The team was led by Matthew Walker, professor of neuroscience and psychology and head of the Sleep and Neuroimaging Laboratory at Berkeley. Sleep is vital to all animals, says Walker — every single bodily system relies on that downtime to function properly.
The Berkeley team reviewed the sleep data of 2 million people and noticed changes in the sleeping patterns over different age ranges. Then they examined the sleeping patterns and neurological impulses of rodents.
Walker's team found that the chemical signal that triggers sleep in the brains of mice declines in strength as the mice get older. The brain has a more difficult time receiving the signal as a result, making it more difficult for the older mice to sleep for a longer period of time.
"It's almost like a radio antenna that's weak," said Walker in a statement. "The signal is there, but the antenna just can't pick it up." Walker believes that this is a sign that sleep deprivation contributes to aging, whereas conventional wisdom had it the other way around.
"Or at least it's a two-way street I think, and maybe the fact that it's flowing in more than one direction. In other words, I think sleep disruption is a novel, underappreciated fact that is contributing to age and dementia as we get older," he said.
When you fall asleep, you cycle between four states. One of those states is called Slow Wave Sleep (SWS), and its purpose is to recuperate the brain and body. Older people take a longer time to fall asleep and awaken more often, but most importantly, they spend less time in the SWS state.
Sleep decline typically begins in the late 20's or early 30's and continuously decreases. By the time the average person turns 50 their sleep becomes half as restful as it was when they were 20. This is why older people frequently wake up throughout the night while young people sleep like rocks.
A good night's rest is more important than just avoiding crankiness and coffee addiction, according to Walker. "Every one of the major diseases that are killing us in first-world nations – from diabetes to obesity to Alzheimer's disease to cancer – all of those things now have strong causal links to a lack of sleep. And all of those diseases significantly increase in likelihood the older that we get, and especially in dementia."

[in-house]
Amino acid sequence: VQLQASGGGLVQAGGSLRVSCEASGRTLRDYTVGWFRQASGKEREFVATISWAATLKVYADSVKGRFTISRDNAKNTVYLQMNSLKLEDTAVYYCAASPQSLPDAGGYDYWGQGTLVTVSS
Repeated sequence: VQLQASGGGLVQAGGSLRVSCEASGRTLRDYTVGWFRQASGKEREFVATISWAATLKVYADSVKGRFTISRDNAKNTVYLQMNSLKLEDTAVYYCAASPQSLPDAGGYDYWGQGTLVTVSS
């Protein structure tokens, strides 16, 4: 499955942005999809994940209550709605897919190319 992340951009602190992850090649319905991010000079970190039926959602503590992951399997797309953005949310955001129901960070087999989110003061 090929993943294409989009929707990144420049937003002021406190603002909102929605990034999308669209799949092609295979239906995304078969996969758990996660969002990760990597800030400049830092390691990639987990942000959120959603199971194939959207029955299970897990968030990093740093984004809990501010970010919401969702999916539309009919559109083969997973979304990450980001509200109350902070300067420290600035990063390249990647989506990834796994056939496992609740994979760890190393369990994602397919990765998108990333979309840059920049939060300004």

Now that the problem is better understood, Walker says, it may be possible to treat it. Currently, there's no drug that targets the brain's "sleepiness receptor." Sleeping pills and other sedatives may make it easier to fall and stay asleep, but they don't improve the amount of SWS that the body needs.
Two promising techniques that Walker hopes to explore in successive research are electrical brain stimulation, which is invasive but has proven effective in improving the quality of sleep among young people, and cognitive behavioral psychotherapy, which has been used as an insomnia treatment in the past.
"Sleep decline is one of the most dramatic physiological changes that occurs as we age, yet that demonstrable change is not part of the health conversation today," said Walker.
"We need to recognize the causal contribution of sleep disruption in the physical and mental deterioration that underlies aging and dementia. More attention needs to be paid to the diagnosis and treatment of sleep disturbance if we are going to extend healthspan, and not just lifespan."
In 2016, policy think tank RAND Corporation estimated that the loss of productivity caused by Americans not getting enough sleep costs $411 billion every year.